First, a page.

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The concepts of transference and countertransference can be utilized in multicultural counseling. They serve to frame strong and irrational reactions by both the client and the counselor in terms of cultural conflict and cultural identity development.
In order for the concept of transference to be useful, one must go beyond the traditional analytical framework of the counselor as representative of the primary caretaker to the counselor as representative of a culture. Depending on clients’ form of second-culture acquisition and level of cultural identity development, they will, play out issues significant to cultural differences. For example, minority clients at the conformity stage easily will idealize a counselor from the dominant culture. From a multicultural perspective, it would be wrong to interpret such idealization as having to do with childhood dependency issues. Rather, it is more a function of how these minority clients see themselves in relation to the dominant culture. In a similar vein, a minority client at the resistance stage will transfer anger and depreciation to a counselor from the dominant culture, now seen as an instrument of oppression. Again, within the multicultural perspective, such transference should not be seen as stemming from conflicts with primary caretakers but as the result of this minority client’s stage of development and how the client sees himself or herself in relation to the dominant culture. In short, when working with clients from nondominant cultures, transference issues based on race, ethnicity, sexual orientation, or gender will have more to do with the client’s level of cultural identity development than with primary caretakers.
Much of what was said about transference in cross-cultural counseling can be said about countertransference. When working with clients from nondominant cultures, counselor’s reactions will have more to do with their own level of cultural identity development. Counselors by nature are not exempt from racial/ethnic stereotypes. Thus, when working with nondominant clients who look, behave, and speak differently, counselors must be acutely honest in detecting whether their negative reactions to clients are the result of cultural imperialism. Obviously, the more highly developed a counselor’s cultural identity, the greater the capacity for openness to and enrichment by clients from diverse cultures. An autonomous White counselor should have fewer countertransferential reactions to non-White clients. However, the same cannot be said for a disintegrated or reintegrated White counselor. Earlier mention was made of racial identity relationship types between counselor and client as being either progressive, regressive, parallel, or crossed. Crossed (counselor and client have directly opposite attitudes) and regressive (counselor is at a lower level of cultural identity development) relationships are most prone to countertransferential reactions. ‘What was said in the first part of this chapter about the importance and difficulty of distinguishing counter-transference from counselor reactions that reveal something accurate about the client must be reiterated here. Multicultural counselors should be courageously honest with themselves and their supervisors in admitting racist/sexist attitudes and ethnic/gender stereotypes that might result in negative reactions to culturally diverse clients. If it’s mentionable, it’s manageable. Much easier than the recognition of these mangled parts of ourselves is pathologizing the client. The sensitive multicultural counselor constantly will scrutinize how two diverse cultures (that of the counselor and that of the client) are impacting the counseling relationship and will be sensitive to counseling as a coinvestigation into reality.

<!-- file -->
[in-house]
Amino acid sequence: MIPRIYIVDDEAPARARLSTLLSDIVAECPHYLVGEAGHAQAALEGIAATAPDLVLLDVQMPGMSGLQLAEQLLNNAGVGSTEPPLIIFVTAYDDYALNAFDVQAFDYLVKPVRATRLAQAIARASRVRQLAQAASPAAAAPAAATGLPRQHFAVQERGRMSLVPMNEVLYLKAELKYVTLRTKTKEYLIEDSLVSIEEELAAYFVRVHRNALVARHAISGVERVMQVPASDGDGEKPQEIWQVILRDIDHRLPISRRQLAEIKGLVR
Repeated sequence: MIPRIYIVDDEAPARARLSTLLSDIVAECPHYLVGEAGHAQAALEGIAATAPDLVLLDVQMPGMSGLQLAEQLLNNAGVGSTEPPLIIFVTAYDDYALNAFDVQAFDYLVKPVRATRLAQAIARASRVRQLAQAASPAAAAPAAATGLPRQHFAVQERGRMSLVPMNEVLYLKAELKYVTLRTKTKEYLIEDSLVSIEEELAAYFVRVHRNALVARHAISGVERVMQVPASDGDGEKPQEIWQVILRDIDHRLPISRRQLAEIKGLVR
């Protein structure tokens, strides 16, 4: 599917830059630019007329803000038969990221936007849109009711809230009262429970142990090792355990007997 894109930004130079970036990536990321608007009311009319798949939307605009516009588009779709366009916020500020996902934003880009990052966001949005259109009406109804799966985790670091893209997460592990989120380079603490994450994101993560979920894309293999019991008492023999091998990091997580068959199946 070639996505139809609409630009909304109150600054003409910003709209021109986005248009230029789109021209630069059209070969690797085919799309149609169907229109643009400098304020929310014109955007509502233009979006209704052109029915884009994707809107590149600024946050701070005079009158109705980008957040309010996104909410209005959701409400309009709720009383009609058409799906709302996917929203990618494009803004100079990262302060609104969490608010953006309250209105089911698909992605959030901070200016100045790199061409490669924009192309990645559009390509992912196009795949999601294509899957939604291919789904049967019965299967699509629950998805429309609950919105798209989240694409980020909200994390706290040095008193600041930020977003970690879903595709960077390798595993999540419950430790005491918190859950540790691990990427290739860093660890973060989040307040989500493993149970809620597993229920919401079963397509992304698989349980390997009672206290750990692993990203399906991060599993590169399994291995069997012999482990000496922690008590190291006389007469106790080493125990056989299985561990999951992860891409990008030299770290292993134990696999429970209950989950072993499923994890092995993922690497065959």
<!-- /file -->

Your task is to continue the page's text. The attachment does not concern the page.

Reflection Exercise #1
Online Continuing Education QUESTION 13
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